Here are all the steps required to setup a working environment on a Linux computer these days. It can even be installed on a Raspberry Pi. Compiling the software on a Raspberry Pi will take a bit longer than on a normal computer though.
Before you start, you'll need docker and git. If you don't have these installed already, all you need to do is:
sudo apt install git docker
It is a good idea to add the docker group to your user. That way you can run docker commands without having to become root.
sudo usermod -aG docker <username>
After that you'll have to log out and log back in to your terminal in order to make the user change effective.
Create a new directory somewhere in your home directory. I normally use a directory named src for this purpose. Then cd into this directory and then enter the following command:
git clone https://github.com/tasmota/docker-tasmota.git
This will install everything you need, super simple. After installation, simply cd into the new directory and start the complie.sh script:
cd docker-tasmota ./compile.sh
The first time you run this command it will download the latest Tasmota source code from git and will compile it as it is. It may take a few minutes to complete, especially when you're running it on a Raspberry Pi. But eventually the prompt should return. Then use the nano user_config_override.h command and add the following lines at the end of this file.
#ifndef USE_MQTT_TLS #define USE_MQTT_TLS #define MQTT_TLS_ENABLED true #endif #define MQTT_PORT 8883
Then start the compilation again by entering the following command again:
Once the compilation is complete a new version of tasmota.bin can be found in the directory Tasmota/build_output/firmware, which is some 600 bytes larger than the original version.
With this new version TLS for MQTT is enabled.
Please note that the encryption is only added to MQTT, not to the web interface of the Tasmota, that will remain plain HTML.
Now it's time to connect your Tasmota device to your Wifi network.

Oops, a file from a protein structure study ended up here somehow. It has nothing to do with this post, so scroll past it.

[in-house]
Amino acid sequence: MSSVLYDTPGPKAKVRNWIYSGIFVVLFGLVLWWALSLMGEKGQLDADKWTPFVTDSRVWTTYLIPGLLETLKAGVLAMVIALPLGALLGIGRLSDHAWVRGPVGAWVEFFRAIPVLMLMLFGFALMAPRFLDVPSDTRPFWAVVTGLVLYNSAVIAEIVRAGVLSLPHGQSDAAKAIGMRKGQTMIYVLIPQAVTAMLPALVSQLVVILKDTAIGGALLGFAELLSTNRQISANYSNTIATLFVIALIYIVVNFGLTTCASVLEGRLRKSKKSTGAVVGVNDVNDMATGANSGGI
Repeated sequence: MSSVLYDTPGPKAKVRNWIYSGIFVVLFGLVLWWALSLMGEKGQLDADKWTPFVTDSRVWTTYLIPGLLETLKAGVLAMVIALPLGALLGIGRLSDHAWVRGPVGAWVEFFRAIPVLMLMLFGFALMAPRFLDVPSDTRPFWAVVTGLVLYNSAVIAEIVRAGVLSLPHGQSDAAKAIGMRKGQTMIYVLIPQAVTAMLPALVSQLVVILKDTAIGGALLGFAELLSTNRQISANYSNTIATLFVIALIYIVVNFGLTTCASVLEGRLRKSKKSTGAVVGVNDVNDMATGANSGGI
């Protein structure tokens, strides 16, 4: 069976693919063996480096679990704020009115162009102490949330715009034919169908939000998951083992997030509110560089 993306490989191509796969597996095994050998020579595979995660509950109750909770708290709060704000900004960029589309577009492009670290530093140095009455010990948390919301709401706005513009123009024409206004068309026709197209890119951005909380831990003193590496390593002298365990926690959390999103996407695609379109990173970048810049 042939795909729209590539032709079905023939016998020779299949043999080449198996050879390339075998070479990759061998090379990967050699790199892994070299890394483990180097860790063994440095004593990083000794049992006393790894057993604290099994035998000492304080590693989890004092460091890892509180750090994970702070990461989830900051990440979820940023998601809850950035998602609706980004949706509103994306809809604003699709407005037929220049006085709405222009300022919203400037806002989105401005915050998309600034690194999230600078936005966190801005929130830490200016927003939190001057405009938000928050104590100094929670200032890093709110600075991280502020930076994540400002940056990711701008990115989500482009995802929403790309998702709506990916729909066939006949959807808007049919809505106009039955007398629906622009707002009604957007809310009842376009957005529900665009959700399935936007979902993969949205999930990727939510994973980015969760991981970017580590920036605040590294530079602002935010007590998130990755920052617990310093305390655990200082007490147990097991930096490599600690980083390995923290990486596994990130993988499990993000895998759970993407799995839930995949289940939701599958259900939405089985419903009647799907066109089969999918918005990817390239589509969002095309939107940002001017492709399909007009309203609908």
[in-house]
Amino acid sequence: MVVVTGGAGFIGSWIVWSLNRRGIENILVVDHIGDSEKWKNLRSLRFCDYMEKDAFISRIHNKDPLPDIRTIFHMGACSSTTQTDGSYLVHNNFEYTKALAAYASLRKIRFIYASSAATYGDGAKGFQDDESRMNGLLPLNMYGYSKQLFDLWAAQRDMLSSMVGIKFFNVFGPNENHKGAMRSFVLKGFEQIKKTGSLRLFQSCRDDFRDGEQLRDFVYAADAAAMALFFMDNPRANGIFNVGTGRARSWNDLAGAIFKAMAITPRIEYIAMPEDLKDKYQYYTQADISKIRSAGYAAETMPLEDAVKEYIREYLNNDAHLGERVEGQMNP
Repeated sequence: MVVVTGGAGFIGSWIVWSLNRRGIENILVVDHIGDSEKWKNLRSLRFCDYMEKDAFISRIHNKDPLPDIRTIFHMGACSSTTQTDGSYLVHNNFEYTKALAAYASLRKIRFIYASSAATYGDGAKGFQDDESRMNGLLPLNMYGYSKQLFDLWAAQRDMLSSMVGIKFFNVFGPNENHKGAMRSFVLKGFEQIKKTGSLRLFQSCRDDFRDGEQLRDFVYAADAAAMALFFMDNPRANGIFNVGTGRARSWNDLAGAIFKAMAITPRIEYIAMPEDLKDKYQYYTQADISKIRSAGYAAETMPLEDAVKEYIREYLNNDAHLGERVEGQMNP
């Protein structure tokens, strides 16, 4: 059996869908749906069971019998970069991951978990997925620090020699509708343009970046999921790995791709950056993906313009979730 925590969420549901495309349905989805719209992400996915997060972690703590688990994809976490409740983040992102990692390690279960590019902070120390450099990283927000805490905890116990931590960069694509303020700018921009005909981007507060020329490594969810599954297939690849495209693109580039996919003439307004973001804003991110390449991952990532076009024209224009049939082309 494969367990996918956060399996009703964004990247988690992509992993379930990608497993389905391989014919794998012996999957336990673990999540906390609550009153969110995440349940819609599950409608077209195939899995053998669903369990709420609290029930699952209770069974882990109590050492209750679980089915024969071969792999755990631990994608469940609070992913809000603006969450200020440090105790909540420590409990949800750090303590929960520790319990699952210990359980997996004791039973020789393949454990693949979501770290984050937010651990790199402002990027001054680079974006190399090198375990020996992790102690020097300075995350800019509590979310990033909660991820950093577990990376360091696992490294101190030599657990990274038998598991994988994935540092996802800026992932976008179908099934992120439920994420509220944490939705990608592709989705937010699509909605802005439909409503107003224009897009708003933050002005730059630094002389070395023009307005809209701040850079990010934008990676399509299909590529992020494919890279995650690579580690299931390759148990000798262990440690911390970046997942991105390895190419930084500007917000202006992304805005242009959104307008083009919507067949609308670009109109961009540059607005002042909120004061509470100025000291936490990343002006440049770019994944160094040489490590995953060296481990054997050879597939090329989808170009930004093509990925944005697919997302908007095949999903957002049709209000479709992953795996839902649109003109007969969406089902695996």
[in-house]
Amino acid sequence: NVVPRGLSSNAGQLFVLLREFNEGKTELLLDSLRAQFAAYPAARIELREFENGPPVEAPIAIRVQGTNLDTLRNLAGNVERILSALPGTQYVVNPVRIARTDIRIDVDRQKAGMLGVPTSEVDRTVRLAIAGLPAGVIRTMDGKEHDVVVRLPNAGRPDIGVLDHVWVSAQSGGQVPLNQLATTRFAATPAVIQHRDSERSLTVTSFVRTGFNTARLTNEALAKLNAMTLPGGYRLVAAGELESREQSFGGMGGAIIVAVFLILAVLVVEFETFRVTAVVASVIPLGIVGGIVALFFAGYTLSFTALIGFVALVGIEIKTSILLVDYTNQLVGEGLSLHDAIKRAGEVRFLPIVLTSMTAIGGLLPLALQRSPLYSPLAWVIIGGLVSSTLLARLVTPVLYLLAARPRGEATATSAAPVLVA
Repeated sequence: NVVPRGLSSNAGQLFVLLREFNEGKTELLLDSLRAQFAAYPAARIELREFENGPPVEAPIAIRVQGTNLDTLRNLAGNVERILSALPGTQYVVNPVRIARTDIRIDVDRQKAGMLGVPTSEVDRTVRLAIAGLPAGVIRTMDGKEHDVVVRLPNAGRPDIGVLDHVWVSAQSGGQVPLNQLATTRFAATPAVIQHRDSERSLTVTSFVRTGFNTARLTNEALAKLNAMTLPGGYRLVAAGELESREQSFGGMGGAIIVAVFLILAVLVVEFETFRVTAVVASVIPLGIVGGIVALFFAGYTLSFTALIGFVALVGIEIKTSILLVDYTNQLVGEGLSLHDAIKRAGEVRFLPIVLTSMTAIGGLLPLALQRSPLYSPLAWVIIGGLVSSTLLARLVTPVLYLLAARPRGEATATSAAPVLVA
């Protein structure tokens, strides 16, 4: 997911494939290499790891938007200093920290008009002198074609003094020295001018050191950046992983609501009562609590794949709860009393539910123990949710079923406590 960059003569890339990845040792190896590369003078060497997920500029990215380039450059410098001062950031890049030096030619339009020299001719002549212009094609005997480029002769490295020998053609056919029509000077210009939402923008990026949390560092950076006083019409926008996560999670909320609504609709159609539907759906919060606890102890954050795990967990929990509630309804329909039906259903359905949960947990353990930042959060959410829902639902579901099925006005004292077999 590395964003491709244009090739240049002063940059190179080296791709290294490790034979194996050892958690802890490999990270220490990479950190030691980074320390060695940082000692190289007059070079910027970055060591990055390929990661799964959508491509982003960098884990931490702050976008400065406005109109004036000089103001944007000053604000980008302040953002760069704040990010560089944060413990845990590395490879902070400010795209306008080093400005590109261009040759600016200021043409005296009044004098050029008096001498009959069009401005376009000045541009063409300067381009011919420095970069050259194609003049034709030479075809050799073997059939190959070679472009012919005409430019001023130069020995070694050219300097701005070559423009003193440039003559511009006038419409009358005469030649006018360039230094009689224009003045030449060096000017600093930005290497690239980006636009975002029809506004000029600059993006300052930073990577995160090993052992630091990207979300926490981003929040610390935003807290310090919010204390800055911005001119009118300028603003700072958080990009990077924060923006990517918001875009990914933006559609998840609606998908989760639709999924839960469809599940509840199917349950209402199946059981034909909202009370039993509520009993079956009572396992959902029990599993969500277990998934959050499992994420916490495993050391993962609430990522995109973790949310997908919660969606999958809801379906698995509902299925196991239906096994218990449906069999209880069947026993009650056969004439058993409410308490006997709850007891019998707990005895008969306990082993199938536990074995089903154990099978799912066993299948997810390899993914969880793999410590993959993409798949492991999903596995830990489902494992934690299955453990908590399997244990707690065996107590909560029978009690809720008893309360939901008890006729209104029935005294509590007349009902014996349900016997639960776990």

Conveniently a new Sonoff device acts like an Access Point.
You'll need a Wifi enabled computer, phone or tablet to connect to this Access Point.
This Access Point will look like sonoff-xxxxxx-yyyy, where xxxxxx is a random 6 digit hexadecimal number and yyyy is a random 4 digit number.
Connect your Wifi enabled device to this access point. There is no security required here.
Once your device is connected open a browser and go to address http://192.168.4.1. This will open the setup page for your Tasmota Sonoff.
Simply click on your network and it will be copied into the WiFi Nework box.
You can also enter the network manually.
Or, if there are too many networks, you may have to click Scan for all WiFi Networks to show them all.
Then also enter the WPA2 code for that network in the WiFi Password box. And finally click Save.
Now some very clever magic happens.
Your WiFi credentials are stored into the Sonoff's memory and the device reboots.
It then connects to your home network.
But still it is able to report the IP address it received from your network to the page you're looking at.
Now enter that URL into the address bar of your browser and you'll be presented with the main Tasmota page.
Later you can switch to Access point mode again by shortly pressing the Sonoff button 4 times in quick succession.
Point your browser to the IP address of your Sonoff. It will present you with a page containing some buttons with which you can control and configure your Sonoff.
The Toggle button is the first one you probably want to play with.
It toggles the output between on and off.
Nice to confirm that all your hard work so far hasn't been in vain.
But the real fun begins when you press the Config button. It will bring up a menu with the most interesting settings.
We have already seen the Wifi Setup menu. For me the most interesting one is the Configure MQTT button. The other configuration menus don't apply to my MQTT setup, so I'm going to skip them here and leave them for you to explore.
The first two fields apply to your MQTT broker.
Simply add the URL of your broker and the port number.
Usually this port number would be 1883 for unencrypted traffic, but since we're going to use encrypted traffic we need to enter 8883 here and tick the MQTT TLS box.